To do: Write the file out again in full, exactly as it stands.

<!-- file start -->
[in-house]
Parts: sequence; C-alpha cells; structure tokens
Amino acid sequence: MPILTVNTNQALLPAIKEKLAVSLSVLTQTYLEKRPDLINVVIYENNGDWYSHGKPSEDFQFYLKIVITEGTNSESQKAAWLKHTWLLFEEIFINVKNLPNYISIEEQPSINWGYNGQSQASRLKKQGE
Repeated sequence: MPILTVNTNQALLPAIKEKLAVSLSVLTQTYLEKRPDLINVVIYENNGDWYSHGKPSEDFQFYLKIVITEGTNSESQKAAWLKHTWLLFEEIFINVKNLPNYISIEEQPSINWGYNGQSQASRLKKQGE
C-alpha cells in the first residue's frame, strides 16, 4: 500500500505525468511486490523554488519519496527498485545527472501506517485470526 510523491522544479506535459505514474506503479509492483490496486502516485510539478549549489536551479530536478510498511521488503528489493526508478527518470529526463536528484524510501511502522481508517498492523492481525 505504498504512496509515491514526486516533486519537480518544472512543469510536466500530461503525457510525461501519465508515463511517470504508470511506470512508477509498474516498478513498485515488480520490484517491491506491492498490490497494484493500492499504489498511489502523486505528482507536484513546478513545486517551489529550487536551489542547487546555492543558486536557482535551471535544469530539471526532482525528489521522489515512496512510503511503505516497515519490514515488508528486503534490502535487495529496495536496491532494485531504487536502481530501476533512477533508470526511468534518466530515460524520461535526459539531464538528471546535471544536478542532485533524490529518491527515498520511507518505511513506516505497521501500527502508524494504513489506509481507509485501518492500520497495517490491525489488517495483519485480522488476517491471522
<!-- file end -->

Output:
[in-house]
Parts: sequence; C-alpha cells; structure tokens
Amino acid sequence: MPILTVNTNQALLPAIKEKLAVSLSVLTQTYLEKRPDLINVVIYENNGDWYSHGKPSEDFQFYLKIVITEGTNSESQKAAWLKHTWLLFEEIFINVKNLPNYISIEEQPSINWGYNGQSQASRLKKQGE
Repeated sequence: MPILTVNTNQALLPAIKEKLAVSLSVLTQTYLEKRPDLINVVIYENNGDWYSHGKPSEDFQFYLKIVITEGTNSESQKAAWLKHTWLLFEEIFINVKNLPNYISIEEQPSINWGYNGQSQASRLKKQGE
C-alpha cells in the first residue's frame, strides 16, 4: 500500500505525468511486490523554488519519496527498485545527472501506517485470526 510523491522544479506535459505514474506503479509492483490496486502516485510539478549549489536551479530536478510498511521488503528489493526508478527518470529526463536528484524510501511502522481508517498492523492481525 505504498504512496509515491514526486516533486519537480518544472512543469510536466500530461503525457510525461501519465508515463511517470504508470511506470512508477509498474516498478513498485515488480520490484517491491506491492498490490497494484493500492499504489498511489502523486505528482507536484513546478513545486517551489529550487536551489542547487546555492543558486536557482535551471535544469530539471526532482525528489521522489515512496512510503511503505516497515519490514515488508528486503534490502535487495529496495536496491532494485531504487536502481530501476533512477533508470526511468534518466530515460524520461535526459539531464538528471546535471544536478542532485533524490529518491527515498520511507518505511513506516505497521501500527502508524494504513489506509481507509485501518492500520497495517490491525489488517495483519485480522488476517491471522